Swasthya Slate: Revolutionising diagnostics the tablet way
Women in elaborate jewellery and colourful pherans carrying trendy little backpacks spotted on the roads less travelled in Jammu & Kashmir’s hilly districts may be mistaken for tourists experimenting with traditional garb. They’re anything but that.
They are the state government’s frontline public health workers -- auxiliary nurse midwives (ANMs) and accredited social health activists (ASHAs) – on a seemingly impossible mission of taking healthcare to the doorstep of people who are too isolated, ill or poor to reach a primary health centre.
Instead of a stethoscope and other cumbersome paraphernalia doctors usually carry, they carry an android tablet called Swasthya Slate that makes it possible for them to conduct 33 diagnostic tests within a few hours.
The tablet is loaded with decision-support algorithms that guide health workers to give medical recommendations and make referrals, when needed. It’s so easy to use that the time spent recording data and completing medical forms has shrunk from half a day to a couple of hours.
Designed for use by low-skilled health workers without specialised training, Swasthya Slate integrates simple data collection with high-end back-end tools to support decision-making. The result of the tests – that include blood pressure, blood profile, urine tests, heart rate, ECG, among others -- are digitised using a customised reader and uploaded on cloud, from where they can be accessed online and offline by public health officials. The reports can also be printed out using portable-thermal or android-compatible printers.
The tablet costs Rs 35,000 fully loaded. If these tools and software are brought individually, the price would vary between Rs 4 lakh and Rs 5 lakh, with the cost of the tablet alone being Rs 30,000.
The entire contraption comes with a backpack that altogether weighs 2.3 kg and doubles as a solar panel, which allows users to recharge the tablet in areas with unreliable or no power supply. The ergonomic designed makes the effective weight just 200 gm, unlike the backbreaking equipment conventionally carried by health workers.
This low-cost tablet has already become a lifeline for millions living in underserved areas in India and ten other countries, including Timor-Leste, Nigeria, Peru, Norway and Canada, among others. In developed countries, where human resource is at a premium, the tablet helps bring down cost of diagnostics.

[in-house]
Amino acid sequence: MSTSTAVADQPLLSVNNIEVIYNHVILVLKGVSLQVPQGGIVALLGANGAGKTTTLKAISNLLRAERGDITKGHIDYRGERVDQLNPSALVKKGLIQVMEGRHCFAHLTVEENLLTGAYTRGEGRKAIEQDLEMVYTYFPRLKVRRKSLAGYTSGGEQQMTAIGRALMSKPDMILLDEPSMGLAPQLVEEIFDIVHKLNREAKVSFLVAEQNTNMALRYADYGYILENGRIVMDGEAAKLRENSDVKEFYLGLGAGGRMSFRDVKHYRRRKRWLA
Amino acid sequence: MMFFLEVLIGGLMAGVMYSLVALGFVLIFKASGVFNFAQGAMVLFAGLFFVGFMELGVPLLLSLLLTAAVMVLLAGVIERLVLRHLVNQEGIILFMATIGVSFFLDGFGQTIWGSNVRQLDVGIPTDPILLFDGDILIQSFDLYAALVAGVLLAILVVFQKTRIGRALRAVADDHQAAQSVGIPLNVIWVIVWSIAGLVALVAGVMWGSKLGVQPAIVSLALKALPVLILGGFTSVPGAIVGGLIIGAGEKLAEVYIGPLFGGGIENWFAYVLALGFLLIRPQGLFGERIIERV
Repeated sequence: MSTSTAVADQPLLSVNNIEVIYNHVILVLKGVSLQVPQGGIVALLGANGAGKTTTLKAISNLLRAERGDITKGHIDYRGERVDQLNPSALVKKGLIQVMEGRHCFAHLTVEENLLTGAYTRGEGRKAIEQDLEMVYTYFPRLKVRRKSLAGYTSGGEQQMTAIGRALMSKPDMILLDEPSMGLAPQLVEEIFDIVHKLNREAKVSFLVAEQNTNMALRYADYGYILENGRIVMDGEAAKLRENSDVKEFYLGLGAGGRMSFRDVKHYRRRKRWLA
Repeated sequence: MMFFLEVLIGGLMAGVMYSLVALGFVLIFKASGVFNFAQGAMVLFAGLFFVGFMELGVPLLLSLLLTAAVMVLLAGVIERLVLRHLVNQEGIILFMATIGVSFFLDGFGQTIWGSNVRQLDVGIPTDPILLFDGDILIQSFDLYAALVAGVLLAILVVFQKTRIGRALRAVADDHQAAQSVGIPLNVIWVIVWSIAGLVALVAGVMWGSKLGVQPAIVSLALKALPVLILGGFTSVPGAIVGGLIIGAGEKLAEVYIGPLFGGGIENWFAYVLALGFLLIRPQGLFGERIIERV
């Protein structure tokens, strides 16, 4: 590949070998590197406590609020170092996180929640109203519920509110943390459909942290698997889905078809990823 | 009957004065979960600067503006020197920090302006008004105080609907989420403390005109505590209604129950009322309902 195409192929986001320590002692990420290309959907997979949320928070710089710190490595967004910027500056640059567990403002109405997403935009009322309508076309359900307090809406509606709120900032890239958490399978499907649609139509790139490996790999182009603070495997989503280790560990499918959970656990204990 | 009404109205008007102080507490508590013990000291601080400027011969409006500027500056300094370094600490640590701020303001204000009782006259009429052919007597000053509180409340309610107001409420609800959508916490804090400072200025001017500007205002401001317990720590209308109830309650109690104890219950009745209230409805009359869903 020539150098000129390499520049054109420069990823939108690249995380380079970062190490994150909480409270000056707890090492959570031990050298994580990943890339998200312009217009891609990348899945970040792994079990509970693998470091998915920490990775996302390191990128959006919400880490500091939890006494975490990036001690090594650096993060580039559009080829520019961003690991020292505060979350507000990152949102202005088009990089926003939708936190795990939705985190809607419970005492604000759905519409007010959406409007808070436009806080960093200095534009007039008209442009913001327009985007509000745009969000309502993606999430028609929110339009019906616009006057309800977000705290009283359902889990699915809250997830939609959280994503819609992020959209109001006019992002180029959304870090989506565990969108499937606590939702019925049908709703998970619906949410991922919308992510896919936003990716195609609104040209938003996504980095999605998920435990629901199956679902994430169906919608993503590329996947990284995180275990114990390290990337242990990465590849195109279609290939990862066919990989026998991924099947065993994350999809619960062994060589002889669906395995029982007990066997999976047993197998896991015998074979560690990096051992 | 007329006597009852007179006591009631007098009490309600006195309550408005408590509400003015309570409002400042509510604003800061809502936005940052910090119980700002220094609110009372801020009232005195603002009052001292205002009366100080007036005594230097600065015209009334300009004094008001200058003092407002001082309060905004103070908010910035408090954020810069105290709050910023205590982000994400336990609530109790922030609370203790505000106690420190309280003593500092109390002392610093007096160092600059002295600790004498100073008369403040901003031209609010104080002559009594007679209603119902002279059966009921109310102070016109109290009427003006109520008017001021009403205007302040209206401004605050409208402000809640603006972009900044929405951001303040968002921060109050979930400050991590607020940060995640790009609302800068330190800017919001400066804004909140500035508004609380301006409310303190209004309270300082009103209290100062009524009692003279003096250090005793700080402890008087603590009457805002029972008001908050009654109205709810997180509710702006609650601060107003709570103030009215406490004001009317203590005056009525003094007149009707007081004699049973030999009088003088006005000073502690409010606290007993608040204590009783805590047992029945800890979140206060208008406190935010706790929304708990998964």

Since the first prototype with four tests was rolled out in July 2011 in Hyderabad in Andhra Pradesh, 500,000 patients have been screened and 700,000 tests have been done across 80 locations. In Jammu & Kashmir, it serves a population of 2.1 million people in the six districts of Leh, Doda, Rajouri, Punj, Kishtwar and Ramban.
The Delhi government is the latest to make Swasthya Slate an integral tool in its newly-launched mohalla clinics, 1,000 of which will be set up in the state by the end of next year.
The idea is to deliver fast and accurate care to people’s homes, clinics and just about anywhere, says its creator Kanav Kahol, 36, who trained in biomedical engineering and informatics in the US before coming back home to head the Affordable Health Technologies Division at Public Health Foundation of India. He focuses on integrating information, mobile and sensor technologies to increase access, efficiency and accuracy.
The results speak for themselves. In Jammu & Kashmir, diagnostic tests have increased by 145% within seven months and the number of pregnant women visiting antenatal clinics has gone up by 67%. What’s more, the clutch of 13 tests recommended for pregnant women now take only 40 minutes, compared to 14 days taken by conventional labs. Now women walk away with their test results in half a day, with the combined cost of the 13 tests being less than Rs 60.
The accuracy of the results is within 99% of tests done by high-end labs at a fraction of the cost. The test for HIV, for example, costs Rs 12 using the tablet’s software, compared to Rs 400 to Rs 500 charged by private labs.
It’s all about using Indian jugaad (innovation), says Kahol, whose research included travelling extensively to villages using state transport buses to talk to people to understand the gaps in healthcare delivery. “India has the tools, we just need to integrate them to strengthen innovation and bring down costs,” he says.
And can cut costs at every level, he learnt during his intrepid travelling. “For example, instead of hiring private suppliers, we’ve tied with state roadways bus conductors to deliver kits to remote areas,” he says. “Going hyper-local is the way head, we have examples all around us in India.”
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